Flower Confidential: The Good, the Bad, and the Beautiful in the Business of Flowers by Amy Stewart
It seems strangely appropriate to review a book on the flower industry during the month in which Valentine’s Day falls (or, for the more cynical among us, is “imposed upon us”). In her investigative tell-all on the flower industry, Flower Confidential, Amy Stewart explores not only that most hallowed day in retail flower sales, but also how flowers are bred, grown, shipped, purchased by wholesalers and florists, and eventually purchased by those buyers seeking to express condolences, celebrate joyous occasions, or even to apologize for various wrongdoings
Stewart, who admits her own “smutty sort of lust” for flowers, is the perfect observer and author to write such an exposé. In addition to her love for all things flower, she is also a consummate gardener who has written previous books on her interactions with growing things: in From the Ground Up, she told the story of growing her first garden; in The Earth Moved: On the Remarkable Achievements of Earthworms she watched her own worm farm in action and used that knowledge to explore earthworms’ other contributions to the earth. She is also a skilled writer, and switches easily between interview snippets in one paragraph, such as “I asked her if she took flowers home much. ‘No,’ she said. That was it.” and descriptive passages like “She led me over to a display cabinet where a grower was exhibiting new varieties of alstroemeria in the widest range of colors I’d ever seen, from cream and lemon to salmon, scarlet, tangerine, and purple” in the next.
In addition to offering just plain good writing, Stewart lays bare an industry that is not often thought of as an industry. The book is split into three main segments: “Breeding,” “Growing,” and “Selling.” In the chapters on breeding, Stewart visits California’s Sun Valley Floral Farms, and explores the uneasy past relationship of the owners of that enterprise and Leslie Woodriff, a well-known but not business-savvy lily breeder. When examining how flowers are now grown, she travels from California to Holland to Ecuador, learning about very different methods of production in each location. Finally, she ends up on the wholesale and retail side of the equation, and interviews those who inspect flowers shipped to the United States from other countries; the woman in charge of public relations at Bloemenveiling Aalsmeer, the Dutch flower auction; and the owner of a small flower shop/kiosk in Santa Cruz, California. It’s a whirlwind tour, and it seems only appropriate that Stewart didn’t have much time to stop and smell the flowers, as she notes that most modern varieties have been bred for shipping-and-handling hardiness, and not for fragrance.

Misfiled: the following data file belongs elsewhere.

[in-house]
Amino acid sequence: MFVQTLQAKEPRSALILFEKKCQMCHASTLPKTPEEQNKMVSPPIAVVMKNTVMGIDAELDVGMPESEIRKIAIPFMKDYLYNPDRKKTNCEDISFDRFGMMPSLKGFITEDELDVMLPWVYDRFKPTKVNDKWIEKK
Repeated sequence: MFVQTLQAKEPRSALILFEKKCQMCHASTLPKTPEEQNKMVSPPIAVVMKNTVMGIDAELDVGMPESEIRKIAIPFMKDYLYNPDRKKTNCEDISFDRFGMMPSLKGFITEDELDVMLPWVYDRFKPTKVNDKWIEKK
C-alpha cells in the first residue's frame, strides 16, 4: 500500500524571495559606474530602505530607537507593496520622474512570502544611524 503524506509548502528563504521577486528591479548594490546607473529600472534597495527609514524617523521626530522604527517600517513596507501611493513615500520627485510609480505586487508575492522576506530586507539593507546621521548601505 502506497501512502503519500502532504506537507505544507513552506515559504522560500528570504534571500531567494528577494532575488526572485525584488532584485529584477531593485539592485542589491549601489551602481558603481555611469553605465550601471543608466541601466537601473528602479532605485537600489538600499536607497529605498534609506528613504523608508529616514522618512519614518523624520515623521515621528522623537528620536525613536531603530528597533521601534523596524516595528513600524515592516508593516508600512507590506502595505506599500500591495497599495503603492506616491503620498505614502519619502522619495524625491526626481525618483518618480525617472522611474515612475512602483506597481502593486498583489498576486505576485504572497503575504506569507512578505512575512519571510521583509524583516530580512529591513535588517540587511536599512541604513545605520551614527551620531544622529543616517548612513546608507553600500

It’s a glorious little book, informative but fun to read, personal and environmentally conscious but clear-eyed in its acknowledgment of a world culture that demands global production and shipping in even its most fragile of commodities. While she does not hesitate to question various working conditions and the use of pesticides, both inside the U.S. and out, Stewart wisely lays bare the information she’s garnered and allows readers to see for themselves how complex all such interrelated issues as economics, environmentalism, and social welfare are.
In the end it’s a love story about the millions of living things that give their lives to become offerings in others’ love stories: as Stewart says in her conclusion after receiving a bouquet of roses from her husband: “I stood thinking of the equatorial hoop houses they’d come from, where each of these buds towered above the heads of the workers, where Ecuadorian pop music blared from radios to keep everybody moving on the long days leading up to the holiday, where the goats grazed on weeds outside and off in the distance, the volcano was snowy and silent. Even after everything I’d seen, I was still swept up by the romance of it all.”
Flower Confidential: The Good, the Bad, and the Beautiful in the Business of Flowers, by Amy Stewart
Algonquin Books of Chapel Hill